• Ayla in the Earth's Children books tends to do this when she's learning a new language.
  • This backfired on Alexandra (Zan) Ford in the YA novel Saturday The Twelfth Of October. Thrown back into prehistoric times by a convenient glitch in the space-time continuum, Zan is discovered by two cave people about her own age. She goes into the "me Tarzan, you Jane" routine and says "Me Zan". For the rest of the book, the cave people call her Meezzan. She even starts thinking of herself as Meezzan during the year or so she lives with them.
  • Tiger Lily and her tribe in Peter Pan. Oddly enough, they use an Asian Speekee Engrish accent, despite being Native Americans. Perhaps justified in that everything in Never Land is based on children's imagination, and children rarely do the research.
  • The 1911 Polish novel In Desert and Wilderness (Polish: W pustyni i w puszczy) by Henryk Sienkiewicz has Kali, the enslaved pidgin-speaking black son of a Muslim tribal chief. He is one of the earliest Polish literary depictions of a black person, and thus a major influence on Polish perceptions of them - albeit not for the better. His broken English/Polish is frequently quoted (e.g. "Kali jeść, Kali pić"/"Kali eat, Kali drink"), and there is a saying known as "Kali’s morality" based on the following quote:

Live Action TV

  • Subverted in Babylon 5, where Zathras spoke in a primitive manner (actually based on creator JMS's Russian Polish grandmother's way of speaking English, as the syntax is unmistakably Slavic) but was capable with very advanced technology such as time travel devices; they were also clear-headed and philosophical in a way, often seeing the big picture far better than most of the regular cast. This juxtaposition made for some classic lines, like:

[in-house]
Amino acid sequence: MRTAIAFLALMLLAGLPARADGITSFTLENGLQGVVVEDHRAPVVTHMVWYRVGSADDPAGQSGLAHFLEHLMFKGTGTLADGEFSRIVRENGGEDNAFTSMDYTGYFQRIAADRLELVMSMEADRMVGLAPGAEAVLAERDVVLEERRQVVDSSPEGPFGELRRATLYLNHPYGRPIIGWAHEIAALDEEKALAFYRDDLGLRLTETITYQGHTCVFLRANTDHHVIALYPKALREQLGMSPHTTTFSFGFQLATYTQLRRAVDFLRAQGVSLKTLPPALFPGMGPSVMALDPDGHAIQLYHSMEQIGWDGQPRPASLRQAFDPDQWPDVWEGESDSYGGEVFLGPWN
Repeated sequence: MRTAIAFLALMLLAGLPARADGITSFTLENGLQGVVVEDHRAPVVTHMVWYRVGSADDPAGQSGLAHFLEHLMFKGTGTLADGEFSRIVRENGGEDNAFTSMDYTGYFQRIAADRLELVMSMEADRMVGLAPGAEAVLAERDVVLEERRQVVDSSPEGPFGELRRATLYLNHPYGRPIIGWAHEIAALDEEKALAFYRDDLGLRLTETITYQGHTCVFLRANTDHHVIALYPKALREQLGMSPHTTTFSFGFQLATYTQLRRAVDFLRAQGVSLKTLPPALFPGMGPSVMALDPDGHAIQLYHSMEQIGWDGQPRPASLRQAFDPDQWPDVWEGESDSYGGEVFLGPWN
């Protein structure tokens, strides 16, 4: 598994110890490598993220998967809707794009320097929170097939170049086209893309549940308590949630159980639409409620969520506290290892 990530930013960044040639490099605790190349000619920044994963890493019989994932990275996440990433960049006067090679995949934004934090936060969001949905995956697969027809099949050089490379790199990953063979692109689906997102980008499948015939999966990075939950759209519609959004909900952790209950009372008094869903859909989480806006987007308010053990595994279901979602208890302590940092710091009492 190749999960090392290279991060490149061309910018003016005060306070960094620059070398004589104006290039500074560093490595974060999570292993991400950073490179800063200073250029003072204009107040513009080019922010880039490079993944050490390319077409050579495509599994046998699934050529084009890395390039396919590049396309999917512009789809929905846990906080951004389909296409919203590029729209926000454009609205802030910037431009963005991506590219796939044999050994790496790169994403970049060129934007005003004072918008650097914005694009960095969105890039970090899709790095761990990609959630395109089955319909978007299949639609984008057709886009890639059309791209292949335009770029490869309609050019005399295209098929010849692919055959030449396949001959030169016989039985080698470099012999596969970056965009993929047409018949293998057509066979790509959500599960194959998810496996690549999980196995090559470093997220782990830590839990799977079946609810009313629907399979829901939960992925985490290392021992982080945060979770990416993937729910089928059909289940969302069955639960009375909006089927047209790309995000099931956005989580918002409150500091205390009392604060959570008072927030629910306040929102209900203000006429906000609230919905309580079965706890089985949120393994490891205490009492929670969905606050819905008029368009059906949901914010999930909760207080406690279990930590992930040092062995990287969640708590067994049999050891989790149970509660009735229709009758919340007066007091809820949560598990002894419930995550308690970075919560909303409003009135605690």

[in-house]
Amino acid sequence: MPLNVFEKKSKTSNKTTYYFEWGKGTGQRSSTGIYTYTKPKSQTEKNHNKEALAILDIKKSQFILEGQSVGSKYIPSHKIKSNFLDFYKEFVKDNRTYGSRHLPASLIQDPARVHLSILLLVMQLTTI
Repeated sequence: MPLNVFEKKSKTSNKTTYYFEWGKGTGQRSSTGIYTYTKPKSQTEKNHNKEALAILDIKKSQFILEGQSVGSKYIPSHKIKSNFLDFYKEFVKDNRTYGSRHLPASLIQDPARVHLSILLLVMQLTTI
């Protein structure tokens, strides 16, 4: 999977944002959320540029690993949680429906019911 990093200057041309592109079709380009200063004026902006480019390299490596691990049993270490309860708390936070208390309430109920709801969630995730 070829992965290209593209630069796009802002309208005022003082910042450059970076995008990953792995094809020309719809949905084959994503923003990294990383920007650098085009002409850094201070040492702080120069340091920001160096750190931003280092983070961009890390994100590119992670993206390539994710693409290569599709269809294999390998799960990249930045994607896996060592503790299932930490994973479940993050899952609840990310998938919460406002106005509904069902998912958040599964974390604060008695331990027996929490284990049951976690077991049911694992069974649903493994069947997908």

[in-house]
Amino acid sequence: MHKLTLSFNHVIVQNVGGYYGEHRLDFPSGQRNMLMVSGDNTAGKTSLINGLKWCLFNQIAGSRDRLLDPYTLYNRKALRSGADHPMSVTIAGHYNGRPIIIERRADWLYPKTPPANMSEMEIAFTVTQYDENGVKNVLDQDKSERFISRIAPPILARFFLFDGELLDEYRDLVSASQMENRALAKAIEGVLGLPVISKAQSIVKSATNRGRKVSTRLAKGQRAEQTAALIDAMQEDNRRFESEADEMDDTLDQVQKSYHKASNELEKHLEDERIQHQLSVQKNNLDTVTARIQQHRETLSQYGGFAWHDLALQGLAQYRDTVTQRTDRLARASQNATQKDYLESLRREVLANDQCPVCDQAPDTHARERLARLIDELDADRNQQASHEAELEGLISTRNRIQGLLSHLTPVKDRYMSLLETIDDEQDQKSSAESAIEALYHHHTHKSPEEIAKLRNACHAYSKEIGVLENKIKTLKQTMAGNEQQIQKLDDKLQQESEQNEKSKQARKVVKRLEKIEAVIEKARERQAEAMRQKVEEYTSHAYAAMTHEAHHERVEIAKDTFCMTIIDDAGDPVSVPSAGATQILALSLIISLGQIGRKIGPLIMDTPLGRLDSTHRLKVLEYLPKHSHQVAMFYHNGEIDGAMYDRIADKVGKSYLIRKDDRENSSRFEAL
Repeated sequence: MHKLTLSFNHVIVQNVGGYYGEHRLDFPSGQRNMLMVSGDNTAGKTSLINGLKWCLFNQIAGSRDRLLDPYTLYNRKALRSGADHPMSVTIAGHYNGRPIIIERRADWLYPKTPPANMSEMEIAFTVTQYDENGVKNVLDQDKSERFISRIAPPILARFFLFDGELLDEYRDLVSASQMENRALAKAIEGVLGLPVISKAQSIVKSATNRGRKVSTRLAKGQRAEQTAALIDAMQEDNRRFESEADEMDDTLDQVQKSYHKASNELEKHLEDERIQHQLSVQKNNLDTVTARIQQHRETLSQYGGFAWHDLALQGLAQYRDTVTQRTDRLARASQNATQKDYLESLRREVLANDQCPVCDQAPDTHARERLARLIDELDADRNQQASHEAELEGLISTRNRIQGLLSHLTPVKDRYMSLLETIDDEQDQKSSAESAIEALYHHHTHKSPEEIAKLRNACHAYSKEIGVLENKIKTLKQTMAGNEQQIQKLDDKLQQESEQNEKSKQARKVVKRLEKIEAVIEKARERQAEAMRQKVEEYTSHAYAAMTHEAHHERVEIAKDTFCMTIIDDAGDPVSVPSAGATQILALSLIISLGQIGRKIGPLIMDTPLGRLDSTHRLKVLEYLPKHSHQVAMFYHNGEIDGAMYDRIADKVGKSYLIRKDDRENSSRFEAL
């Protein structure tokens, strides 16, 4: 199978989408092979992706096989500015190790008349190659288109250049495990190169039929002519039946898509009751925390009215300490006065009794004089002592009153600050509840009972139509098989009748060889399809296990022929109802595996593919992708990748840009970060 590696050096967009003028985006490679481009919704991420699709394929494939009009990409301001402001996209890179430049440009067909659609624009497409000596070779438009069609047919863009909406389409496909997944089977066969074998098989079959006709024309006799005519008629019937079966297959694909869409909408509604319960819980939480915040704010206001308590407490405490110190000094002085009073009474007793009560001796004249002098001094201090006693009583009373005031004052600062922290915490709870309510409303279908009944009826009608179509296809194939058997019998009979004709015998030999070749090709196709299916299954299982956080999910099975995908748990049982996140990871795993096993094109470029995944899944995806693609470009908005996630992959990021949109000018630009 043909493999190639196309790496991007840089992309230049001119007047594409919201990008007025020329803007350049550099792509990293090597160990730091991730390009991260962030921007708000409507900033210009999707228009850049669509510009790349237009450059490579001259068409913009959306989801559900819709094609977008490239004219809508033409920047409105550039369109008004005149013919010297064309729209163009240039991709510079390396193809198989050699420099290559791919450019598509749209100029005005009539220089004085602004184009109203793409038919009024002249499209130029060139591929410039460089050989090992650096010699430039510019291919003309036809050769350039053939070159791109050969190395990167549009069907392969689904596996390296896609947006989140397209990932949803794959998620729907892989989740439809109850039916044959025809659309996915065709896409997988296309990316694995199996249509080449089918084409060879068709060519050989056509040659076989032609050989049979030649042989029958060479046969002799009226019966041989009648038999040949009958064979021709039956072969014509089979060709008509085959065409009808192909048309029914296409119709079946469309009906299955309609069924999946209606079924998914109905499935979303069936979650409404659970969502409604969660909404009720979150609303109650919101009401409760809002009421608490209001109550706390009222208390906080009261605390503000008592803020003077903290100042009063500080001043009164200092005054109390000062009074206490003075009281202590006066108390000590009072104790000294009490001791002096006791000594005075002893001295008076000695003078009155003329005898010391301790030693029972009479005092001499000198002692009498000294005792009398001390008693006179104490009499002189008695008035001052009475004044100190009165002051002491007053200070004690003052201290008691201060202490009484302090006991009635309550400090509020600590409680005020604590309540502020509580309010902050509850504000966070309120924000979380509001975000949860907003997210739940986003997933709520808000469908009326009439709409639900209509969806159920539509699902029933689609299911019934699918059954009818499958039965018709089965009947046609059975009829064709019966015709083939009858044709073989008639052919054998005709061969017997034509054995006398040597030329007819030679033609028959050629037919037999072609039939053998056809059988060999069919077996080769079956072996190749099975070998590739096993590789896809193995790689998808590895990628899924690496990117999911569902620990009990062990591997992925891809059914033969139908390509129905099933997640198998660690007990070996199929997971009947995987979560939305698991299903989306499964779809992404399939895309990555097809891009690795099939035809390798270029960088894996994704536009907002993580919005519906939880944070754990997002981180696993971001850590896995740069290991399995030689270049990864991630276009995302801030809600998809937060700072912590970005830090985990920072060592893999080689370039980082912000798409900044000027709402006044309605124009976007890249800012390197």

"Zathras is used to being beast of burden to other people's needs. Very sad life... probably have very sad death. But at least there is symmetry."
"But only, Zathras have no one to talk to. No one manages poor Zathras, you see. So Zathras talks to dirt. Sometimes, talks to walls, or talks to ceilings. But dirt is closer. Dirt is used to everyone walking on it. Just like Zathras. But we have come to like it. It is our role. It is our destiny in the universe. So you see, sometimes dirt has insects in it. And Zathras likes insects. Not so good for conversation, but much protein for diet."
"Cannot run out of time. Is infinite time! You are finite, Zathras is finite, this... is wrong tool. No..., never use this."

    • This also how Drazi speak. Ivanova hang lampshade in episode "The Geometry of Shadows":

"Just my luck. I get stuck with a race that speaks only in macros."

  • Star Trek: The Next Generation has the Pakleds, who speak in extremely basic sentences (though the grammar is correct). "We look for things. Things to make us go." (Their ship's navigation system has broken down. But not really — it's a trap for Geordi.) Although the Pakleds' ship is probably stolen, it's questionable whether they're as stupid as they sound — ever try to fly an airplane? Or to kidnap a military officer?
    • On the other hand, they are fooled by a very obvious ploy. So while they're not as dumb as they seem, they aren't much brighter than, say, TV executives. In fact, the Pakleds are a textbook example of the importance of the Prime Directive: clearly, some or another idiot species made First Contact with the Pakleds long before they were ready — and witness the result.
    • In a similar vein, an early Star Trek: Enterprise episode features a lost colony of humans whose language has "devolved" into a primitive form after 70 years of non-contact with Earth.
      • To be fair, everyone except for the very youngest children had died off all at once several generations back; so everyone living there now learned to speak from people who had barely learned to speak themselves, having no adults to teach them better.